Are millennials the most self-centered generation ever?

Many people think so. The list of charges against them is as long as it is familiar: They’re immature, lazy, and selfish. They’re constantly taking selfies and sharing them on social media. They won’t deign to pay their dues at entry-level jobs. They can’t buy houses because they spend all their money on hipster status symbols like avocado toast.

At the core of these charges is a single psychological trait: narcissism.

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The more narcissistic you are, the more excessively you view yourself as powerful, important, and attractive. Although they do tend to have high self-esteem and well-being by certain definitions, narcissists are also prone to impulsivity, risky decisions, and unstable romantic relationships. When their ego is threatened, narcissists often respond with aggression.

But is the generation born after 1980 really more narcissistic than the ones who came before?

Behind the headlines lies a much more nuanced debate. For the past decade, academic researchers across North America and Europe have been trying to figure out if narcissism actually is on the rise among college students. The answer is far from clear—which means it might be time to rethink how we view more than one quarter of the U.S. population.

Ten years of the narcissism debate

The academic debate about trends in narcissism has played out in a series of papers, each claiming to use better statistical methods and better data than previous ones.

In these papers, researchers aren’t studying the personality disorder of narcissism but rather the personality trait, which exists along a spectrum. We all have narcissistic traits, and some of us simply have more than others. The anthropologist Michael Maccoby draws a distinction between unproductive narcissism and a more productive kind, which is found in many successful leaders. “Productive narcissists are not only risk takers willing to get the job done but also charmers who can convert the masses with their rhetoric,” he writes.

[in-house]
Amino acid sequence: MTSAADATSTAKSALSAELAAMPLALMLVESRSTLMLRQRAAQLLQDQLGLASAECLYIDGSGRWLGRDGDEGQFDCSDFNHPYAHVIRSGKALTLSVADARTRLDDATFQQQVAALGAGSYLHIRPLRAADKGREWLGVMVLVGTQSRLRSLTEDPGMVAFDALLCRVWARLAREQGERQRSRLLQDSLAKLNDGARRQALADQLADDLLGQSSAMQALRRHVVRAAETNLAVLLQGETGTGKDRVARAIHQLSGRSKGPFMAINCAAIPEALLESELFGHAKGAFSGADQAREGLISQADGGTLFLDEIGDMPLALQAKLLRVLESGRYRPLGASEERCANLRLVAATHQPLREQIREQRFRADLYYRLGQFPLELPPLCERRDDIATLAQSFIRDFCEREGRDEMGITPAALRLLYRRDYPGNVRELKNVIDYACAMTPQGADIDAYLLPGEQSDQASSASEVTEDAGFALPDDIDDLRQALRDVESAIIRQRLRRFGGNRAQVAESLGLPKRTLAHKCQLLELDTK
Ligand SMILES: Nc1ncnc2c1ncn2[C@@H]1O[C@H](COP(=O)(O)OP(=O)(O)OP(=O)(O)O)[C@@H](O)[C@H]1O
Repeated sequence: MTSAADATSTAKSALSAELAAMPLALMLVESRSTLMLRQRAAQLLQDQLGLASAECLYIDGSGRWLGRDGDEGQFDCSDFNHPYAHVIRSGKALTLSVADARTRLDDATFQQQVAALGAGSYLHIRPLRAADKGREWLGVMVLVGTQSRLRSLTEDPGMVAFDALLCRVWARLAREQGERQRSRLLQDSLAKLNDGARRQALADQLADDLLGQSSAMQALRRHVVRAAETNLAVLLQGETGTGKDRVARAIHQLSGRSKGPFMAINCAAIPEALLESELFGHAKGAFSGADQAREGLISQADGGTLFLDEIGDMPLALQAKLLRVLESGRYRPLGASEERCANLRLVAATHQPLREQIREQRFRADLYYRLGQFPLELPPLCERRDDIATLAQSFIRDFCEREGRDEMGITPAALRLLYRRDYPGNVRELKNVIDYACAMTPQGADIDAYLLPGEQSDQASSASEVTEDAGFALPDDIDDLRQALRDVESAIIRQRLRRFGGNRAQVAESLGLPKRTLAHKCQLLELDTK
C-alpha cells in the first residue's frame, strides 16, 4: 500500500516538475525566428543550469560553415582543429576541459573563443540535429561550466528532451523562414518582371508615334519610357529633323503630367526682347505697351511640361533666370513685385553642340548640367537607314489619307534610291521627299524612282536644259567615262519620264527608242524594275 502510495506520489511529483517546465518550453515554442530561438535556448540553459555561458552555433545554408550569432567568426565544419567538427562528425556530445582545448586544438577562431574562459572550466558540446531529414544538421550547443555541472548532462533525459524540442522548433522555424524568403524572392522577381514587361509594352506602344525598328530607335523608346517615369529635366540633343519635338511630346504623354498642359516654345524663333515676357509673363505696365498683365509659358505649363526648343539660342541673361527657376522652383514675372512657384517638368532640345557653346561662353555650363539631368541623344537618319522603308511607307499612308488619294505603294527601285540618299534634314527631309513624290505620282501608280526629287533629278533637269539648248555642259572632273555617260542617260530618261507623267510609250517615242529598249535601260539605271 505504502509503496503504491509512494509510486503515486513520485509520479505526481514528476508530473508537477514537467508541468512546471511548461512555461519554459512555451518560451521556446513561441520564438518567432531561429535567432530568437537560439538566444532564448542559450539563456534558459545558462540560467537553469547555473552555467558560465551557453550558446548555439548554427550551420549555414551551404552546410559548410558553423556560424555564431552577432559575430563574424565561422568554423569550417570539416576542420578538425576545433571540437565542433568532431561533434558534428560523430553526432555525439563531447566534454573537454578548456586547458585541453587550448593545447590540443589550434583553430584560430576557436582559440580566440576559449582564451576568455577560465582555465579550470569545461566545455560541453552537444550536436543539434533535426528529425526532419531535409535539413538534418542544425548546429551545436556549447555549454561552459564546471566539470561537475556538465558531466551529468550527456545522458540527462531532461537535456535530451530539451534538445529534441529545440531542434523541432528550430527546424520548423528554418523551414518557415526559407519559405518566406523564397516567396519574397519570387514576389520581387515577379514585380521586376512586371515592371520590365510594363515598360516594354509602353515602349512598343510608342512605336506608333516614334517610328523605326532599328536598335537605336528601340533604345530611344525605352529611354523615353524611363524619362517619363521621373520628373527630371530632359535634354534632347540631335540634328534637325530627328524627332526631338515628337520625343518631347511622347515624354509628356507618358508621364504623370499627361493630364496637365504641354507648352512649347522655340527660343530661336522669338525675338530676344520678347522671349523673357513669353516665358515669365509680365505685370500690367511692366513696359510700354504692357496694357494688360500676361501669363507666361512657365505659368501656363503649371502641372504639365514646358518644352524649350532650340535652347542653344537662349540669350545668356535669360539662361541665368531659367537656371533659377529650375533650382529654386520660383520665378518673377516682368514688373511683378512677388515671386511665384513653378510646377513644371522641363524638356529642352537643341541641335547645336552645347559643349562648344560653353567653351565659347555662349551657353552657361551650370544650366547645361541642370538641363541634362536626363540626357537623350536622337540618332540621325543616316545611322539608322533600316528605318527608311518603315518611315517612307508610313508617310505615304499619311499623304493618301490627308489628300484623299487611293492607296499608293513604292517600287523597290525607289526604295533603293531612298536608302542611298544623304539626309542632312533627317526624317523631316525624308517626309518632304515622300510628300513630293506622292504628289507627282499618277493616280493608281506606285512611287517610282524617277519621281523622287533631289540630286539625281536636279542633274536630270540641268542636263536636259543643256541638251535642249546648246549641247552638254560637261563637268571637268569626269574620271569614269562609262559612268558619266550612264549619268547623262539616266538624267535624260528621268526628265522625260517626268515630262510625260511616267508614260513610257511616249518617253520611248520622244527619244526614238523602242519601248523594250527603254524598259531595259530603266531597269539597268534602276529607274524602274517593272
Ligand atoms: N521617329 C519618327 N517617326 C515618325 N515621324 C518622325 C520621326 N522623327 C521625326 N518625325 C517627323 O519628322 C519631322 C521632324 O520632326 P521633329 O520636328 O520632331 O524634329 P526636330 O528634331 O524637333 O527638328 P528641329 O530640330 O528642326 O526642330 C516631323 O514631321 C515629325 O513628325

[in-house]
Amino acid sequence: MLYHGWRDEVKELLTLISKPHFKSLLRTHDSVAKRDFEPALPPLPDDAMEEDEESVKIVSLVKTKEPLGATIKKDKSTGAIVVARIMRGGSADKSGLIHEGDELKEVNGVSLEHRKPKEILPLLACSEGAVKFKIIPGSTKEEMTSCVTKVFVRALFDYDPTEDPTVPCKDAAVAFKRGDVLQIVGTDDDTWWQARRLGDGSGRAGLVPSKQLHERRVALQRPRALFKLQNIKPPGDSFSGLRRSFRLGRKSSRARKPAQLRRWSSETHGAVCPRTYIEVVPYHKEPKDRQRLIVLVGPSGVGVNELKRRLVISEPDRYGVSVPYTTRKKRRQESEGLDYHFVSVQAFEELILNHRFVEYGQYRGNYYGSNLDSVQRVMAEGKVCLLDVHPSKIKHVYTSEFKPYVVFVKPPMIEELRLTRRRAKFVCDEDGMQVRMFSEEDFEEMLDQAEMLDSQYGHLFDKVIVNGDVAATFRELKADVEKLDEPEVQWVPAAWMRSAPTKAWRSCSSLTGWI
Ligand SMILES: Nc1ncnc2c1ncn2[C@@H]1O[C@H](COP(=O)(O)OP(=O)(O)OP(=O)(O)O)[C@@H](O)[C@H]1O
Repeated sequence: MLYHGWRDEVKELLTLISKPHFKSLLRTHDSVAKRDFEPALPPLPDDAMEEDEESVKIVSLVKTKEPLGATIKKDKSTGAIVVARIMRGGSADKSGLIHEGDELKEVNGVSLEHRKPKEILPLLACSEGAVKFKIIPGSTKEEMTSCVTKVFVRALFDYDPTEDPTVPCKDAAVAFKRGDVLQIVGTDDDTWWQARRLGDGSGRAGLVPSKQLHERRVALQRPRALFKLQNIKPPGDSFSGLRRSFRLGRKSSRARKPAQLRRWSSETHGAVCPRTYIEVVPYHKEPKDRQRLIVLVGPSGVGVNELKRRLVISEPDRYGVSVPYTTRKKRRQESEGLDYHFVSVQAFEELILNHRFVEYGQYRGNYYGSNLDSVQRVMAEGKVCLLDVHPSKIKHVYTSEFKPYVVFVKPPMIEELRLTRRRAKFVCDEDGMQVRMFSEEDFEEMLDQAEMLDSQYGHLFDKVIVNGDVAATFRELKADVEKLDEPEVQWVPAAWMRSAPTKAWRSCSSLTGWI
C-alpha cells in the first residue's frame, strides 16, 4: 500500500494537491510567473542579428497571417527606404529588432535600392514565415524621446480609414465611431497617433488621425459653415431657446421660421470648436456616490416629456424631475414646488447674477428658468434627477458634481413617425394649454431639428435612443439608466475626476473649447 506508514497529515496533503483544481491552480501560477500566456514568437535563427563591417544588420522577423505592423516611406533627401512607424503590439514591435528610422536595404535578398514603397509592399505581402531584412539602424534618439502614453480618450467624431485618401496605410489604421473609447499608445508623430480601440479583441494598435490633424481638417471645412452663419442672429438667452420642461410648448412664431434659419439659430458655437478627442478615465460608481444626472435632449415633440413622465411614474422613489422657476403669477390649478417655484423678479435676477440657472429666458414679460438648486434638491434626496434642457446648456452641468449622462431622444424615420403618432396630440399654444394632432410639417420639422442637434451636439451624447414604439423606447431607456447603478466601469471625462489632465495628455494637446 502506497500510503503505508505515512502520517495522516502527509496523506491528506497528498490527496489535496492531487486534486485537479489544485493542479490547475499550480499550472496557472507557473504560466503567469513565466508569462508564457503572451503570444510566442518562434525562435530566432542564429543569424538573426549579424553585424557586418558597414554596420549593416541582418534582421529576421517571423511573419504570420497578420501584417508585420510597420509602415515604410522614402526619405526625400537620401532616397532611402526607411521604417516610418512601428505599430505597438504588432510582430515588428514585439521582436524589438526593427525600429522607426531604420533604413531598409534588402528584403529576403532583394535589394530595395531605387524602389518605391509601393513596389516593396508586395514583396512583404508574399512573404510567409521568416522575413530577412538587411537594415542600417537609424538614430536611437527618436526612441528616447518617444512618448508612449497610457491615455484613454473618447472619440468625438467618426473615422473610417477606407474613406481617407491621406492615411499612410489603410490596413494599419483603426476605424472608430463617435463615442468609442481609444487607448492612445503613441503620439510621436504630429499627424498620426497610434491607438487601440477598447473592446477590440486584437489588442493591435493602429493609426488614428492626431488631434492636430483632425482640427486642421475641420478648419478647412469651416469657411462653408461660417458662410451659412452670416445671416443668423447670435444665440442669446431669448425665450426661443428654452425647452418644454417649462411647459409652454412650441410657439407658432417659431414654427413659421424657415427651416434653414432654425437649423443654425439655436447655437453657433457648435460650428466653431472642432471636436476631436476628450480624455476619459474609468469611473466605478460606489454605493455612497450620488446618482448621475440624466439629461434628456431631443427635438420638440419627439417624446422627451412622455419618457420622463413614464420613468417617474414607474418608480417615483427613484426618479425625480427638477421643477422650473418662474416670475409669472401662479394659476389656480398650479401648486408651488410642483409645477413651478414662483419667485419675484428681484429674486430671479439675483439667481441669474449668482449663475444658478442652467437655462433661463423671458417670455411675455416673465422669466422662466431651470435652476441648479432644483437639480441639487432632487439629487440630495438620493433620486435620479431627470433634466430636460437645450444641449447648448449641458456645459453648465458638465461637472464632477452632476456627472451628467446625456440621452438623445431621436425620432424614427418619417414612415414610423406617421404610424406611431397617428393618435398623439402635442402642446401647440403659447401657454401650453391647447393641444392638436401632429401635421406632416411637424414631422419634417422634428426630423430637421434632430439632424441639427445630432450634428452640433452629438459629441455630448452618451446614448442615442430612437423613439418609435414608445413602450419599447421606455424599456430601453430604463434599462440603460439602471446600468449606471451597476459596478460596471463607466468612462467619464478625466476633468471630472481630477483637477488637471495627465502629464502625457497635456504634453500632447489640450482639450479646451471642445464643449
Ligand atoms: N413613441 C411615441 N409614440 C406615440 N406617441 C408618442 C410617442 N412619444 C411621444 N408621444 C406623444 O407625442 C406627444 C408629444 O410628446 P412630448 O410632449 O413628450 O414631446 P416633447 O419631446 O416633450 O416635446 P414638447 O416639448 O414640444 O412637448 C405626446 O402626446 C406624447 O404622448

But there’s a danger: “Narcissism can turn unproductive when, lacking self-knowledge and restraining anchors, narcissists become unrealistic dreamers.” Which pretty much sums up millennials, says some research.

In a foundational 2008 paper, Jean Twenge (coauthor of The Narcissism Epidemic) and her colleagues reviewed 85 studies that surveyed more than 16,000 college students between 1979 and 2006. (Here and in subsequent studies, the surveys are not following individual students over time, but rather capturing a snapshot of college students in a given year—allowing us to compare the undergraduates of the ‘80s to the undergraduates of the ‘00s, for example.) The researchers found that college students were becoming more narcissistic—by a full 30 percent from 1982 to around 2006.

“Every generation worries about the next generation and thinks that it’s unique to that generation”
―Dr. Kali Trzesniewski

UC Davis’s Kali Trzesniewski and colleagues responded in 2008 by analyzing surveys of nearly 27,000 students at three University of California campuses—Berkeley, Santa Cruz, and Davis—from 1979 to 2007. The results indicated no change in narcissism. They claimed that their analysis used a better statistical technique and less biased respondents; the participants here were introductory psychology students completing obligatory testing rather than students who chose to sign up based on a study advertisement, which might attract a certain type of person.

In yet another 2008 paper, Twenge and Joshua Foster re-analyzed data from the study led by Trzesniewski. By separating out the results by ethnicity, they found that narcissism rose among both whites and Asians from 2002 to 2007. But because Asians tended to have lower narcissism scores in general, and the Asian population at UC campuses increased during the time period under scrutiny, the overall trend may have been obscured.